After Successful Pilot, Apprenti Expands Tech Training Program

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people. (Nationally, less than 20 percent of the tech workforce is female, less than 5 percent is people of color, and there are even fewer veterans.) So far, 88 percent of Apprenti’s placements have belonged to one of these underrepresented groups, Carlson says.

“The tech workforce is not reflective of the larger population, and the industry is acutely aware of it,” she says. “We feel we can bridge that gap by working directly with community organizations, focusing on those populations, and doing orientation sessions to explain how it works.”

In Michigan, Apprenti’s local partner is the Workforce Intelligence Network (WIN), a partnership of 10 community colleges and six Michigan Works offices in metro Detroit. Its mission is “to cultivate a comprehensive and cohesive talent system to ensure employers find the workers they need for success.”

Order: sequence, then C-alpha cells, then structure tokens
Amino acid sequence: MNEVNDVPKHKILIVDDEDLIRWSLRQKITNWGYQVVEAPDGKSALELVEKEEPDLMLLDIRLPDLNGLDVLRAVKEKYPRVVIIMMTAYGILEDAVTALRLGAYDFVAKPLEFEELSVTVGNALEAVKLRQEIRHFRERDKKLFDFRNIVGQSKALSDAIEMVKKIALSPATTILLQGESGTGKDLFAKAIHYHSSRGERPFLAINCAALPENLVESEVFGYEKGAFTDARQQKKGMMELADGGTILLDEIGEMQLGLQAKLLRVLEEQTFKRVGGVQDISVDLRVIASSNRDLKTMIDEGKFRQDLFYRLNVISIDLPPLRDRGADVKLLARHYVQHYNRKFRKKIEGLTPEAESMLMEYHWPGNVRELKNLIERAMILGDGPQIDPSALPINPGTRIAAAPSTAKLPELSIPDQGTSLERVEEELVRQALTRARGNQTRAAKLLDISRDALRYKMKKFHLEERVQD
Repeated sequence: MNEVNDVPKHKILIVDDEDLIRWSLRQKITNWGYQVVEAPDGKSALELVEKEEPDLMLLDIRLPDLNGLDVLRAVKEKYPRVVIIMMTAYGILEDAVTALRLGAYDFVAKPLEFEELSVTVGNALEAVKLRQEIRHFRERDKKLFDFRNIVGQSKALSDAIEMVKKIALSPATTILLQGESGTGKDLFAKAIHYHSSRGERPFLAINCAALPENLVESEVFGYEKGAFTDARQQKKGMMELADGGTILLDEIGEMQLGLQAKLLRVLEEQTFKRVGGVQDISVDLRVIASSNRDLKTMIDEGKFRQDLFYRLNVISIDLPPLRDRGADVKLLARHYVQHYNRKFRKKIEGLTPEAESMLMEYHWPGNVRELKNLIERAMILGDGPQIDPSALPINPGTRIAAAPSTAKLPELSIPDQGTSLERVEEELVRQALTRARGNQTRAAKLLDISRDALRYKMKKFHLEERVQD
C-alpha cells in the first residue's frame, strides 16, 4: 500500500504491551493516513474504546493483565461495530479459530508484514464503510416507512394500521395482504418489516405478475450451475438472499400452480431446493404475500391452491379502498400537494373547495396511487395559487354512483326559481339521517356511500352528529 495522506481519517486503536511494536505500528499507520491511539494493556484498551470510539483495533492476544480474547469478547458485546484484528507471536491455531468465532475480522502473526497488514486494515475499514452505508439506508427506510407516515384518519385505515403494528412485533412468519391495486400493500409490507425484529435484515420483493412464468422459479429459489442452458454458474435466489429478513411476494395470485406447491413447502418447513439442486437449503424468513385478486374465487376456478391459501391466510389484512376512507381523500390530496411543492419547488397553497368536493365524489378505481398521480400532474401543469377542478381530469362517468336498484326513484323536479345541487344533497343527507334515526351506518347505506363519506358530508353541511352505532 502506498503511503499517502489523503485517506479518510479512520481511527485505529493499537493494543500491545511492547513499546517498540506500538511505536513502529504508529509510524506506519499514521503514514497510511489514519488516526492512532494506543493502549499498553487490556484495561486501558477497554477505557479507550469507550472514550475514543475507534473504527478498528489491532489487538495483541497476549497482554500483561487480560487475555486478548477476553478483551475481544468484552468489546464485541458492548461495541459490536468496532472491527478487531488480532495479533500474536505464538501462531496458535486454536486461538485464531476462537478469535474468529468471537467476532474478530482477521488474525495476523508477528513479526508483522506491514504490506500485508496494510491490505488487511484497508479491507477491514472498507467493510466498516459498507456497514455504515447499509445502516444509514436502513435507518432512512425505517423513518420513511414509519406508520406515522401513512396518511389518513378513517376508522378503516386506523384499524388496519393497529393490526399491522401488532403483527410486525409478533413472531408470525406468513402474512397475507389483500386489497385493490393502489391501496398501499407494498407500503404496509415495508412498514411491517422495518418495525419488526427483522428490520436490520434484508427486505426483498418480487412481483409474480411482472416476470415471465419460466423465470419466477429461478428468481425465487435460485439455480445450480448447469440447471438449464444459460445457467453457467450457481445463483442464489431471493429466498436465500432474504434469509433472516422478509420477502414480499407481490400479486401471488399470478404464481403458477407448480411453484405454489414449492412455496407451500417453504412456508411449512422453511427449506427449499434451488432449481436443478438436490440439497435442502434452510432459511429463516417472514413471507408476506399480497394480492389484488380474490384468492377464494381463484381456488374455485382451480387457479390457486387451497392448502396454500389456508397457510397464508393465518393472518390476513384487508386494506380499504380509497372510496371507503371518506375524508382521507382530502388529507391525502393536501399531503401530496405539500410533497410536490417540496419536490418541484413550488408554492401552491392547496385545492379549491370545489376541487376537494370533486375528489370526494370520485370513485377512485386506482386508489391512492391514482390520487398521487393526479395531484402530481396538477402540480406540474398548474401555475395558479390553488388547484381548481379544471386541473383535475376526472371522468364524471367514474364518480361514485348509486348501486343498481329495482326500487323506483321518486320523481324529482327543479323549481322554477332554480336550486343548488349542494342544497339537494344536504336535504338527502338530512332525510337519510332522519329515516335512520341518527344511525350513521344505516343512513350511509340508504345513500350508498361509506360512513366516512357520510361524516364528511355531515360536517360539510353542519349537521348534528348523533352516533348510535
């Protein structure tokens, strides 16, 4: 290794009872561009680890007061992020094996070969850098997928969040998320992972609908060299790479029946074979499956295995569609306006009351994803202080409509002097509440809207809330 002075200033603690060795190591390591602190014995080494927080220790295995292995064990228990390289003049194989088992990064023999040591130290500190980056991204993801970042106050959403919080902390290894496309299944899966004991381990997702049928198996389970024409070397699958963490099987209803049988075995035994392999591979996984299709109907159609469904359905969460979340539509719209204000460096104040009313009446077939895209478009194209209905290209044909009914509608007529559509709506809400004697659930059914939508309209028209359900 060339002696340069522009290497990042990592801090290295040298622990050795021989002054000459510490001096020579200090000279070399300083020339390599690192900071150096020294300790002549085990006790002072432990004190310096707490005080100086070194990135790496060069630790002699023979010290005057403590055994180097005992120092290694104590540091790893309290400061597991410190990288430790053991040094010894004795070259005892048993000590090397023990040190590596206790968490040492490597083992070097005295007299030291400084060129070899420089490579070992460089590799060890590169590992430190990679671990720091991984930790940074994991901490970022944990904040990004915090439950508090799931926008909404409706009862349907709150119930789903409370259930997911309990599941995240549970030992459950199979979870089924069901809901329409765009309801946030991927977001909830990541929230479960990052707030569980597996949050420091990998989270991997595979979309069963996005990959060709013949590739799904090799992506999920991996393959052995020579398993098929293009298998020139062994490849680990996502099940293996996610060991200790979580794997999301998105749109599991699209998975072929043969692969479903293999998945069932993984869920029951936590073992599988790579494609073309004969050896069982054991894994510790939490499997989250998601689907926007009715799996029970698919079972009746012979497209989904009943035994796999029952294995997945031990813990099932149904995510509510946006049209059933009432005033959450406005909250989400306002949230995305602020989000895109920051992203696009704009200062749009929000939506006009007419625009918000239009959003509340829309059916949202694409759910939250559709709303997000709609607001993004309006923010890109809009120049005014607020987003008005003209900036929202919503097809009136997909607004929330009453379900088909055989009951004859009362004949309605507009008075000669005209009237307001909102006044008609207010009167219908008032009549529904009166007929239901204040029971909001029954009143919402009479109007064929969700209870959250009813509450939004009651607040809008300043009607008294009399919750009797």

David Palmer, WIN’s director of business partnerships, says Michiganders have a unique opportunity “to be on the front end of the convergence of automotive, IT, communications, and the Internet of Things. If we want to maintain our advantage in the automotive sector moving forward, we need to understand that the connected car will be more of a user interface than a traditional vehicle.”

Apprenti, Palmer says, could have a vital role in shifting the supply curve of the local labor market. People think of Michigan as being a bastion of manufacturing jobs, but the top workforce demand is currently software developers. On any given day, he adds, there are roughly 1,000 open IT jobs in Detroit alone, and 10,000 open statewide.

“Whether it’s a small IT shop or one with hundreds of employees, we’re ready and willing to discuss apprenticeship programs in their organization,” Palmer says. “Apprenti aligns expectations between employers and employees, and is a tremendous opportunity to lock down IT as a permanent sector in Detroit.”

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